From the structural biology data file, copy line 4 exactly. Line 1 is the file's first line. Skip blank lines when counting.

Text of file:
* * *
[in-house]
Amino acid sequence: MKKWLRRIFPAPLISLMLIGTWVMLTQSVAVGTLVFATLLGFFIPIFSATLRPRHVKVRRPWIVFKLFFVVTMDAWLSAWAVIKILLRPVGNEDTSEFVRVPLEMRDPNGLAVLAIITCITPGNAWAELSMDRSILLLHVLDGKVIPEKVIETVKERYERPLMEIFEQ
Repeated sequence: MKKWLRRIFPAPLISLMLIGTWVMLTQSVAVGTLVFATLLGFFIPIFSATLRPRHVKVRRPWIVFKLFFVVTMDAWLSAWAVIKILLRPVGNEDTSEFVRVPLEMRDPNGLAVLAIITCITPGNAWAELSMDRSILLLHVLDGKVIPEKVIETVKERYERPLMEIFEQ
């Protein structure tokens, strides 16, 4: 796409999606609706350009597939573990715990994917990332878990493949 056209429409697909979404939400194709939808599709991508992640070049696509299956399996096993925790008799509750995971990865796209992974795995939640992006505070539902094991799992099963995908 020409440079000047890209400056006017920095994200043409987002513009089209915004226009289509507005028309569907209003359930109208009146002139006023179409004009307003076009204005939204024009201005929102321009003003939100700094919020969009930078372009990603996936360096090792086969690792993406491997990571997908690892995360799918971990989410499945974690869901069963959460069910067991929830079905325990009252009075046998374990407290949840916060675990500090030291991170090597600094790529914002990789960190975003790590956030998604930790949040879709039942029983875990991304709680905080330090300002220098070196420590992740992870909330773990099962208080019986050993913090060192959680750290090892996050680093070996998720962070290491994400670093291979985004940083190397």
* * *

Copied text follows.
């Protein structure tokens, strides 16, 4: 796409999606609706350009597939573990715990994917990332878990493949 056209429409697909979404939400194709939808599709991508992640070049696509299956399996096993925790008799509750995971990865796209992974795995939640992006505070539902094991799992099963995908 020409440079000047890209400056006017920095994200043409987002513009089209915004226009289509507005028309569907209003359930109208009146002139006023179409004009307003076009204005939204024009201005929102321009003003939100700094919020969009930078372009990603996936360096090792086969690792993406491997990571997908690892995360799918971990989410499945974690869901069963959460069910067991929830079905325990009252009075046998374990407290949840916060675990500090030291991170090597600094790529914002990789960190975003790590956030998604930790949040879709039942029983875990991304709680905080330090300002220098070196420590992740992870909330773990099962208080019986050993913090060192959680750290090892996050680093070996998720962070290491994400670093291979985004940083190397």